L’Oreal uses AI to find the right skincare product

An online tool for Vichy is the latest way the company is using image recognition to bring new services to customers.


With such a wide range of products on the market claiming to reduce signs of skin aging, it can be hard to know which one is right for which consumer. L’Oréal has created a new tool that uses tech to help its consumers narrow down the choice.

Launched under the company’s Vichy anti-aging skincare brand, SkinConsult AI allows users to upload a selfie to the website, which then analyzes it for seven signs of aging. The algorithm then recommends products and a routine to help  address those signs, as well as ones it predicts may show up in the future. The tool was first launched on Vichy’s Canadian website, and will be rolling out to sites in other markets later this year.

The tool is based on an artificial intelligence (AI)-powered image recognition algorithm developed by ModiFace, using over 6,000 images from studies conducted by L’Oreal’s research team and conducted with dermatologists.

L’Oréal acquired ModiFace last year, having previously worked with the Toronto-based augmented reality (AR) company on a number of applications related to AR and integrating capabilities – usually related to virtually trying products – into other platforms. One of those projects was a “smart mirror” that brought AR into retail environments, and, prior to its acquisition, ModiFace worked with brands such as Estée Lauder to integrate AR try-on functions to e-commerce and chat platforms.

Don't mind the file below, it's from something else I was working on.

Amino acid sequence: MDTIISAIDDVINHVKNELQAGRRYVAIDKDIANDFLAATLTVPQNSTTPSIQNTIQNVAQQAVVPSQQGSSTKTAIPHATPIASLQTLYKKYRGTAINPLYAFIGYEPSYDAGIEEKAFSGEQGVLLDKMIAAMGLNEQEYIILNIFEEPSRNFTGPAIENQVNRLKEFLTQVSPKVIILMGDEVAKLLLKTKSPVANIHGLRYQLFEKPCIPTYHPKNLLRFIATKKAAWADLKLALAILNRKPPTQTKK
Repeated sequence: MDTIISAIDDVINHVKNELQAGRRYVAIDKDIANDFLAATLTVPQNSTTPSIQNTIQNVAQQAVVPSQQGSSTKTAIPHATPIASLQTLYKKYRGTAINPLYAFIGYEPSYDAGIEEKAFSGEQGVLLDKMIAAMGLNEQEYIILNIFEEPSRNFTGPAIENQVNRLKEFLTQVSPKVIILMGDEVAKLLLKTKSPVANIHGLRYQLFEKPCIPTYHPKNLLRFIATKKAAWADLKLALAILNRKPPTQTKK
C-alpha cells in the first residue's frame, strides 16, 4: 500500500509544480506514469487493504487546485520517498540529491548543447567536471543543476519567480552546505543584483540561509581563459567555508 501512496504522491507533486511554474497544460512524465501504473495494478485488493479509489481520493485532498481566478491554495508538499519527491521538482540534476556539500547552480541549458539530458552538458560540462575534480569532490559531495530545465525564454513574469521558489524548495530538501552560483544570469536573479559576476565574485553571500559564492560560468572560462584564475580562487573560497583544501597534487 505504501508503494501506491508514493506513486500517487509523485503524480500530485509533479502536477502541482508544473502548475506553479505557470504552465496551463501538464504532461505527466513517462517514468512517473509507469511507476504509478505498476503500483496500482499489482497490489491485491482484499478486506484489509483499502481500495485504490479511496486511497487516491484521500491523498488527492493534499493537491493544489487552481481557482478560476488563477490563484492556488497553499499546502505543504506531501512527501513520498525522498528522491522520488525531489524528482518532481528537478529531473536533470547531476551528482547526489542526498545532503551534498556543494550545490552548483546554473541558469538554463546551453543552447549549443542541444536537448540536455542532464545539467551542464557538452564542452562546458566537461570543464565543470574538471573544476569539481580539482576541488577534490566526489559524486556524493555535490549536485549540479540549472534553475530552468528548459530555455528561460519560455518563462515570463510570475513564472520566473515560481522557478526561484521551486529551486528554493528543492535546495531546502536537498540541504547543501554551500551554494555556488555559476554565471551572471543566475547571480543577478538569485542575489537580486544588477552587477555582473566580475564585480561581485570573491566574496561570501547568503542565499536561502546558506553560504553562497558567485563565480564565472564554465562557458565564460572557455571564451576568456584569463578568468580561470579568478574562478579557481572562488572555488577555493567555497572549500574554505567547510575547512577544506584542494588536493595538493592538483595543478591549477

Virtual try-ons have been a popular application for augmented reality, along with other tools that allow users to see how products look in their homes, as they help consumers feel more confident about purchases where “fit” might be an issue and trial isn’t typically an option, such as furniture or products bought online.

But the new tool shows that the image recognition and mapping function of AR has other applications relevant to the business of companies like L’Oréal. Lubomira Rochet, L’Oréal’s chief digital officer, says the ModiFace acquisition started the “second phase” of the company’s digital transformation, which will see it look for ways to “reinvent” consumers’ experiences with beauty products through technology like AR, AI and voice. She adds that this fits with the company’s belief that providing services to customers will be the new gateways for consumers to discover L’Oréal brands and products.